unique personal myths, operating mostly as “strange attractors”
outside your awareness, are guiding your life’s path. This workshop is
a once in a lifetime opportunity to have one of the world’s foremost
experts help you find the myths you are living and show you how to
find the greatest opportunity for personal transformation precisely in
the dysfunctional parts, that which is no longer working.
Dr. Stanley Krippner is an internationally known and loved teacher,
co-author of both Personal Mythology and The Mythic Path, past
President of the Association for Humanistic Psychology, recipient of
numerous awards and the author of hundreds of articles. There are few
people alive today with such an understanding of how to help you find
these unconscious stories that are living through you.
--Student: John Anderson
Recent developments in qualitative research and the innovative use of
conventional investigative methods have provided the tools to bring
both rigor and creativity to the disciplined examination of shamans,
their behavior, and experiences. However, a review of Western
psychological perspectives on shamans reveals several conflicting
perspectives. This chapter focuses on these controversies. The term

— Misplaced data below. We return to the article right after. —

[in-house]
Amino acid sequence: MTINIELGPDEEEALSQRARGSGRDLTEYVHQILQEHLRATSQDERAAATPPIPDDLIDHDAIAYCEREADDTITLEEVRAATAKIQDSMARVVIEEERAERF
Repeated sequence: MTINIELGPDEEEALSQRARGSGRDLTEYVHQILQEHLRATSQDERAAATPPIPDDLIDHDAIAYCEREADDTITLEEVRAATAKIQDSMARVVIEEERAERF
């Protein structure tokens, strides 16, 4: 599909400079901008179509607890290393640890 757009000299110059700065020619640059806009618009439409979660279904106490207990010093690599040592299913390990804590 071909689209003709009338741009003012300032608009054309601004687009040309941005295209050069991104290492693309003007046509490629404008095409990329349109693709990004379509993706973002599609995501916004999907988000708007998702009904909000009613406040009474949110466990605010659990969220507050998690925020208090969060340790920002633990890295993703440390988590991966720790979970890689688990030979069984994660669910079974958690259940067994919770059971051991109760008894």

shaman is a social construct, one that has been described, not
unfairly, as “a made-up, modern, Western category” (Taussig, 1989, p.
57). This term describes a particular type of practitioner who attends
to the psychological and spiritual needs of a community that has
granted that practitioner privileged status.
Shamans claim to engage in specialized activities that enable them to
access valuable information that is not ordinarily available to other
members of their community (Krippner, 2000). Hence, shamanism can be
described as a body of techniques and activities that supposedly
enable its practitioners to access information that is not ordinarily
attainable by members of the social group that gave them privileged
status. These practitioners use this information in attempts to meet
the needs of this group and its members. Contemporary shamanic
practitioners exist at the band, nomadic–pastoral,
horticultural–agricultural, and state levels of societies. There are
many types of shamans. For example, among the Cuna Indians of Panama,
the abisua shaman heals by singing, the inaduledi specializes in
herbal cures, and the nele focuses on diagnosis.
Link to download the remainder
of the article in this PDF File
Copyright Stanley Krippner Ph.D. 2002 Krippner, S. (2002). Shamans and
shamanism: Points and counterpoints. In R.-I. Heinze(Ed.), Proceedings
of the Nineteenth Annual Conference on the Study of Shamanism and
Alternate Modesof Healing (pp. 174-194). Berkeley, CA: Independent
Scholars of Asia.